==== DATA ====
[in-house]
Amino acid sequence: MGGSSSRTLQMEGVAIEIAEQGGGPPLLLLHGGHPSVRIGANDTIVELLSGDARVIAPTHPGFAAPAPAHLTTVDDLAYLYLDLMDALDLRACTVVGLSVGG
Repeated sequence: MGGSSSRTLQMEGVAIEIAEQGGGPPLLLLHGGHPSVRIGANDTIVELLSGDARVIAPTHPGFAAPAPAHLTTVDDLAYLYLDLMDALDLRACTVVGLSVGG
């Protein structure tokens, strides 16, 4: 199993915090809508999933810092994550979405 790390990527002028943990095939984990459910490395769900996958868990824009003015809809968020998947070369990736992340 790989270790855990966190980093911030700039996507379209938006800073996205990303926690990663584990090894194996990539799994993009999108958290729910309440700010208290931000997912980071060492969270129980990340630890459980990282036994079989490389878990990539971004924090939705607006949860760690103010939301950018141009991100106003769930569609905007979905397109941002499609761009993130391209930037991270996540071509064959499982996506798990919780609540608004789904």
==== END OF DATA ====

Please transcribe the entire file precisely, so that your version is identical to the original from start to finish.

[in-house]
Amino acid sequence: MGGSSSRTLQMEGVAIEIAEQGGGPPLLLLHGGHPSVRIGANDTIVELLSGDARVIAPTHPGFAAPAPAHLTTVDDLAYLYLDLMDALDLRACTVVGLSVGG
Repeated sequence: MGGSSSRTLQMEGVAIEIAEQGGGPPLLLLHGGHPSVRIGANDTIVELLSGDARVIAPTHPGFAAPAPAHLTTVDDLAYLYLDLMDALDLRACTVVGLSVGG
């Protein structure tokens, strides 16, 4: 199993915090809508999933810092994550979405 790390990527002028943990095939984990459910490395769900996958868990824009003015809809968020998947070369990736992340 790989270790855990966190980093911030700039996507379209938006800073996205990303926690990663584990090894194996990539799994993009999108958290729910309440700010208290931000997912980071060492969270129980990340630890459980990282036994079989490389878990990539971004924090939705607006949860760690103010939301950018141009991100106003769930569609905007979905397109941002499609761009993130391209930037991270996540071509064959499982996506798990919780609540608004789904």